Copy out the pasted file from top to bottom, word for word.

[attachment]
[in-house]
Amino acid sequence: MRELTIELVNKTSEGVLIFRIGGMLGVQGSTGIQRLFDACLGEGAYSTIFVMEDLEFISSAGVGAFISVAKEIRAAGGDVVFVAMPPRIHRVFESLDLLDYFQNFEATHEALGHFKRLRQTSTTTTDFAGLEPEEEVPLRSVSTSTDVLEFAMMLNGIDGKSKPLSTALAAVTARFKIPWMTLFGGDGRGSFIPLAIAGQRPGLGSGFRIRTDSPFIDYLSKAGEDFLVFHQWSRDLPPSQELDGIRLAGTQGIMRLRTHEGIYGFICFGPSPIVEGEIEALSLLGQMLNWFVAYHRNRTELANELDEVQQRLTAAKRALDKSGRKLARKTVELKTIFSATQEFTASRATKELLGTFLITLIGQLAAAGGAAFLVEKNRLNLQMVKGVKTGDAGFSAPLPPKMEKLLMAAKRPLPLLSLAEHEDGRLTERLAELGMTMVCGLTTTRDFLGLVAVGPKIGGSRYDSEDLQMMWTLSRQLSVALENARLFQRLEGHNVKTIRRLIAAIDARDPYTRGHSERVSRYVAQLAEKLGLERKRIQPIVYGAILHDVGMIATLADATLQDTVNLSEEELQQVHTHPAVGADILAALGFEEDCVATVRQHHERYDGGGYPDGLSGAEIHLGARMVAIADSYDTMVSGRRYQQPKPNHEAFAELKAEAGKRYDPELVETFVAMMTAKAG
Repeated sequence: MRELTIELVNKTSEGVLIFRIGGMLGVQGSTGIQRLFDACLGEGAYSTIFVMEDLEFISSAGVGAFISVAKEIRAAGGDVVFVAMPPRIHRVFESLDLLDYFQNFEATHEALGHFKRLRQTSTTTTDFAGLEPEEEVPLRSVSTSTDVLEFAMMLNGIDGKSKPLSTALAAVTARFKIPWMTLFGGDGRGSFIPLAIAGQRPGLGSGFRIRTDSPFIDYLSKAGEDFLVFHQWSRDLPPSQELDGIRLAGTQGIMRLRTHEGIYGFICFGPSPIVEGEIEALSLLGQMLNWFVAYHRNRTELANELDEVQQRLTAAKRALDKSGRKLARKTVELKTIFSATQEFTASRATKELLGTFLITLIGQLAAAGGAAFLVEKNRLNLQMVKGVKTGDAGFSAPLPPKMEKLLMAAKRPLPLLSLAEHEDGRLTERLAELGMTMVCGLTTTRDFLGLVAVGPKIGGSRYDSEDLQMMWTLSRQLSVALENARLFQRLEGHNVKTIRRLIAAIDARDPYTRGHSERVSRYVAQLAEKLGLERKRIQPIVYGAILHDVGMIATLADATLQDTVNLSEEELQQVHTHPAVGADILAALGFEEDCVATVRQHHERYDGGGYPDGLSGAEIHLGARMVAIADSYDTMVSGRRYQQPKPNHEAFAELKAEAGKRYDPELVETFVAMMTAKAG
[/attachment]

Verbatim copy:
[in-house]
Amino acid sequence: MRELTIELVNKTSEGVLIFRIGGMLGVQGSTGIQRLFDACLGEGAYSTIFVMEDLEFISSAGVGAFISVAKEIRAAGGDVVFVAMPPRIHRVFESLDLLDYFQNFEATHEALGHFKRLRQTSTTTTDFAGLEPEEEVPLRSVSTSTDVLEFAMMLNGIDGKSKPLSTALAAVTARFKIPWMTLFGGDGRGSFIPLAIAGQRPGLGSGFRIRTDSPFIDYLSKAGEDFLVFHQWSRDLPPSQELDGIRLAGTQGIMRLRTHEGIYGFICFGPSPIVEGEIEALSLLGQMLNWFVAYHRNRTELANELDEVQQRLTAAKRALDKSGRKLARKTVELKTIFSATQEFTASRATKELLGTFLITLIGQLAAAGGAAFLVEKNRLNLQMVKGVKTGDAGFSAPLPPKMEKLLMAAKRPLPLLSLAEHEDGRLTERLAELGMTMVCGLTTTRDFLGLVAVGPKIGGSRYDSEDLQMMWTLSRQLSVALENARLFQRLEGHNVKTIRRLIAAIDARDPYTRGHSERVSRYVAQLAEKLGLERKRIQPIVYGAILHDVGMIATLADATLQDTVNLSEEELQQVHTHPAVGADILAALGFEEDCVATVRQHHERYDGGGYPDGLSGAEIHLGARMVAIADSYDTMVSGRRYQQPKPNHEAFAELKAEAGKRYDPELVETFVAMMTAKAG
Repeated sequence: MRELTIELVNKTSEGVLIFRIGGMLGVQGSTGIQRLFDACLGEGAYSTIFVMEDLEFISSAGVGAFISVAKEIRAAGGDVVFVAMPPRIHRVFESLDLLDYFQNFEATHEALGHFKRLRQTSTTTTDFAGLEPEEEVPLRSVSTSTDVLEFAMMLNGIDGKSKPLSTALAAVTARFKIPWMTLFGGDGRGSFIPLAIAGQRPGLGSGFRIRTDSPFIDYLSKAGEDFLVFHQWSRDLPPSQELDGIRLAGTQGIMRLRTHEGIYGFICFGPSPIVEGEIEALSLLGQMLNWFVAYHRNRTELANELDEVQQRLTAAKRALDKSGRKLARKTVELKTIFSATQEFTASRATKELLGTFLITLIGQLAAAGGAAFLVEKNRLNLQMVKGVKTGDAGFSAPLPPKMEKLLMAAKRPLPLLSLAEHEDGRLTERLAELGMTMVCGLTTTRDFLGLVAVGPKIGGSRYDSEDLQMMWTLSRQLSVALENARLFQRLEGHNVKTIRRLIAAIDARDPYTRGHSERVSRYVAQLAEKLGLERKRIQPIVYGAILHDVGMIATLADATLQDTVNLSEEELQQVHTHPAVGADILAALGFEEDCVATVRQHHERYDGGGYPDGLSGAEIHLGARMVAIADSYDTMVSGRRYQQPKPNHEAFAELKAEAGKRYDPELVETFVAMMTAKAG